So long as we live in a world where the Scottish parliament’s former Presiding Officer, Tricia Marwick, insists that male politicians “wear a shirt AND tie,” we also live in a world where women are expected to dress in a certain way. Let me be clear, these are not my rules. I make a point of never dressing the way I am expected to dress. Other than the fact that I just don’t look good in black (it does nothing for my skin tone), the cassock, stock, and Roman collar are self-defeating in the twenty-first century; they look is far too authoritarian.
Regularly on social media I and others are called fifth-columnists for openly criticising the SNP, for having the audacity to air our disagreement with ‘Nicola.’ The suggestion is that by doing this we are undermining independence, the implication being that we are traitors or British government ‘plants’ sowing seeds of discord. Certainly, this has made my own commitment to independence one of the most frustrating and painful political experiences of my life – but it has not shaken my resolve.
For perhaps the first time in over three centuries the angry man on the street in London has been forced to accept that – in theory – the Scottish people and Scots Law can rip from him his assumption of his dominance over Scotland. In theory, we have the power to derail and stop Brexit, and this has predictably provoked him to rage. The response, if anything, demonstrates the utter lack in England of any semblance of self-reflection; telling Scotland to ‘fuck off’ when the majority in Scotland want to do just that. Outsiders looking in must be awfully confused...
I am past the point of using this blog for popularity, so I suggest you buckle up. The Scottish National Party is a composite beast; there are many in its ranks who are indeed in this for independence, but they are out-numbered and out-gunned by the journeymen and the purists – those of the old tradition of a Home Rule party for Scotland. Home Rule, as it was in Ireland before us, is compliance writ large. It is the abject acceptance of the political domination of Scotland to England and the English royal and political establishment.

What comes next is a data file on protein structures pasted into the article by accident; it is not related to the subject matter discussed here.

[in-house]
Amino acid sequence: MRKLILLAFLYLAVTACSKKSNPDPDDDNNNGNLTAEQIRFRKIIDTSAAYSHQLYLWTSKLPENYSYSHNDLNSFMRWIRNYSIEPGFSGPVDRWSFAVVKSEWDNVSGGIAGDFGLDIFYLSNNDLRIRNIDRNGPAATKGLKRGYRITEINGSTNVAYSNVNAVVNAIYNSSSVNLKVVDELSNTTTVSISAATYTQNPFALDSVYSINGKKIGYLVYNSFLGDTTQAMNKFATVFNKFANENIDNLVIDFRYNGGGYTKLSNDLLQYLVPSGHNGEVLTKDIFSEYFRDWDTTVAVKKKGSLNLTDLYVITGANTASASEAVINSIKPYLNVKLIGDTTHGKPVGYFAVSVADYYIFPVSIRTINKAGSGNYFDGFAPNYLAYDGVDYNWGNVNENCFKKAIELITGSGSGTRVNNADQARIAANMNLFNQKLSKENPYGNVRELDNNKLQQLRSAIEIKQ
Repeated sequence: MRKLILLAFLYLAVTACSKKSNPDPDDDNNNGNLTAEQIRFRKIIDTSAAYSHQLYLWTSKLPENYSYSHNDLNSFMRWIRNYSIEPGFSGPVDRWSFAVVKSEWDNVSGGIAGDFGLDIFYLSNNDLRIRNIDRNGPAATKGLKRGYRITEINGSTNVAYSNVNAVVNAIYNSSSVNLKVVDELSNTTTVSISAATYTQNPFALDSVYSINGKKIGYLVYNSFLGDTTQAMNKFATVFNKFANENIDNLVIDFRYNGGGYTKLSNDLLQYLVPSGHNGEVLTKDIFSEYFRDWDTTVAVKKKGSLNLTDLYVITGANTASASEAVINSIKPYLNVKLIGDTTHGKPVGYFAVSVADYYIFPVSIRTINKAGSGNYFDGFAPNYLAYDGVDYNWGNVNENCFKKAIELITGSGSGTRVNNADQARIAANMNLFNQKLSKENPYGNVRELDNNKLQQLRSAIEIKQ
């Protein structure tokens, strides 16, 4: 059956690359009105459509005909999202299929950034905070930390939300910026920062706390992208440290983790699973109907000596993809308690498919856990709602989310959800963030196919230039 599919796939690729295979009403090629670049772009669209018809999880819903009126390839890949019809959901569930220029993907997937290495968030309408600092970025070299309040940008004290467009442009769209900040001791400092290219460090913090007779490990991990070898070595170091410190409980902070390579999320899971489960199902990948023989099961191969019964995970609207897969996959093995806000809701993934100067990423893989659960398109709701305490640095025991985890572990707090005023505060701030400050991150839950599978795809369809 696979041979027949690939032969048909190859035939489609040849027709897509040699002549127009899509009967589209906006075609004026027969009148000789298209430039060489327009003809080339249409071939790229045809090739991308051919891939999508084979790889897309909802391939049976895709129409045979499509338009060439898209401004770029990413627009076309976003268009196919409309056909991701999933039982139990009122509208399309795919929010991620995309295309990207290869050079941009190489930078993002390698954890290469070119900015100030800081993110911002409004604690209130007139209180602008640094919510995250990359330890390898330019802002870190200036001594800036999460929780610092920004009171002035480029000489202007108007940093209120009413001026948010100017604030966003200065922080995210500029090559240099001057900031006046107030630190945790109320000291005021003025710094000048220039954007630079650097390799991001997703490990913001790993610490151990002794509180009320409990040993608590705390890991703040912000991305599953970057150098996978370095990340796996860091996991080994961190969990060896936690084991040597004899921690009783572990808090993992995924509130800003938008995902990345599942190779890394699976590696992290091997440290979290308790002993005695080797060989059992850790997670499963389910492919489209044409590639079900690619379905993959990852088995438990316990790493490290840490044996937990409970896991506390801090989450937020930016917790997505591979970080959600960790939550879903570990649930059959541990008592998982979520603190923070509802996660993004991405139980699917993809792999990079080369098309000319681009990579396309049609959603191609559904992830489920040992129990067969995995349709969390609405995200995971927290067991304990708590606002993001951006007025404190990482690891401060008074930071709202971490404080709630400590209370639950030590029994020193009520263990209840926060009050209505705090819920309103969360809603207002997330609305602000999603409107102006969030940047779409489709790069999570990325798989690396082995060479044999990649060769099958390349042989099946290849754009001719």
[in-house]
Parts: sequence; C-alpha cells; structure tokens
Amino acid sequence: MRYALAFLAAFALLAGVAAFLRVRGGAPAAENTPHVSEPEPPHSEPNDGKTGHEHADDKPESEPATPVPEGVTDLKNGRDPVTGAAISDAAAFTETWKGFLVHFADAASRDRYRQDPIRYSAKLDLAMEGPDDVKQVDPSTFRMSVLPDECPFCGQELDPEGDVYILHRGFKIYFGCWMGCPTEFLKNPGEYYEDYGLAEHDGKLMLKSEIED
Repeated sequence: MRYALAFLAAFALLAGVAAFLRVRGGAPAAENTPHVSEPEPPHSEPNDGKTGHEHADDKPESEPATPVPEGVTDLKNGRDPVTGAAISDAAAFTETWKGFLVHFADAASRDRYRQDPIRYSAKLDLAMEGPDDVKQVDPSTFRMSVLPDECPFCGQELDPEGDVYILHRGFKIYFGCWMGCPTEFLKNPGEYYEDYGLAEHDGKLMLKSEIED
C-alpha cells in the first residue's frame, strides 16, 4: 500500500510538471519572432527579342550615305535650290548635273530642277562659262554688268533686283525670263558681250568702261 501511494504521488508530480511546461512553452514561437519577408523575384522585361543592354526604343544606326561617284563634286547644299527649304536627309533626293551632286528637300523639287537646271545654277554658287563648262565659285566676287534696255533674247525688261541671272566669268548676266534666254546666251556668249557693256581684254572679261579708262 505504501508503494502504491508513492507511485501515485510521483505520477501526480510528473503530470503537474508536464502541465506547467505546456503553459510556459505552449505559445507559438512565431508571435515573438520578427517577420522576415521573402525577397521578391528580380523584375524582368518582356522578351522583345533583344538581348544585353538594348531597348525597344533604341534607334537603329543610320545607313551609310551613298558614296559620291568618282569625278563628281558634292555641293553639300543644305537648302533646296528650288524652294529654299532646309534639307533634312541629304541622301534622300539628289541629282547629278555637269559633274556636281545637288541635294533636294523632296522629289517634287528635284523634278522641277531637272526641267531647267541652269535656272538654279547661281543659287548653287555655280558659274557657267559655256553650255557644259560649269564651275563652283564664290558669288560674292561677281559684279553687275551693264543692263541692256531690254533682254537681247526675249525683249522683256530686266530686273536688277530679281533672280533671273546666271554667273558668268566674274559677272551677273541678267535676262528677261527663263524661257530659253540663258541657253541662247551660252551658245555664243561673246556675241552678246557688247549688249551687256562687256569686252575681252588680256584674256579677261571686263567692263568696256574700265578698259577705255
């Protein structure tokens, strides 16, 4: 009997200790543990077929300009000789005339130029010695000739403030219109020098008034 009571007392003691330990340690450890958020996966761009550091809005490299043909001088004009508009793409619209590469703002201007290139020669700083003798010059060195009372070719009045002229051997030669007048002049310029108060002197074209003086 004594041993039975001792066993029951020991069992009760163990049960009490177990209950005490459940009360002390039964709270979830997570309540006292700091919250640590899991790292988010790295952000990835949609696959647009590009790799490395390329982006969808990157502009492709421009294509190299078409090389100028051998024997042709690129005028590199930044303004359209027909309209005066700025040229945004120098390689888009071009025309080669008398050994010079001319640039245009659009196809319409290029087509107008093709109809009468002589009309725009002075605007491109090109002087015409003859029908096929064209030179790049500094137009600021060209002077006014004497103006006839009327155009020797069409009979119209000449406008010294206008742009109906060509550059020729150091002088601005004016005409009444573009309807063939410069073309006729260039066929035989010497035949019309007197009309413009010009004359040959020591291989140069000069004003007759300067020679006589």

Everything boiling across Scotland was etched in the cold glare of the First Minister yesterday as she unceremoniously welcomed the Prime Minister and his entourage to Bute House. There was no red carpet and no warm embrace, the only smiles were from Johnson looking like a nervous chimpanzee about to be castrated. His attempt at a power-play; reaching out his arm to usher Nicola Sturgeon into her own residence, was firmly rebuffed. The body language on the steps was a dead giveaway. It was clear for all to see that Sturgeon was in charge...
Every one of the commitments made today by our new Prime Minister outside Number 10 cannot be delivered. At best, over the next few weeks and month, we will be fed a diet of platitudes, slogans, and outright lies. But, as the saying goes, Johnson is all fur coat and no knickers. In a previous essay I believe I hit the nail on the head when I described Johnson as the Anton Drexler of British politics. He is the placeholder leader who will make the monster to come more palatable.
Stuart Campbell came remarkably close to saying this in his recent interview with Alex Salmond when he said “we will all grow old and die before we have a second referendum” if we continue on with this policy of asking and asking ad nauseam permission from a British government which we have effectively handed the power to always say: “Now is not the time.” Ultimately, what this means is that the independence movement in Scotland and its political leadership are pinned down in their constant reference to England – to the will of Westminster and the English state.
Britain is not going to face the prospect of this level of economic chaos without controlling Scotland’s resources, yet neither can it risk Scotland continuing to upset the Brexit dream and the hoped-for creation of the Great British tax haven. In short, London really does have to have its cake and eat it if any of this is to stand a chance of working. So, how can Westminster get rid of Scotland and keep its paws on our resources at the same time?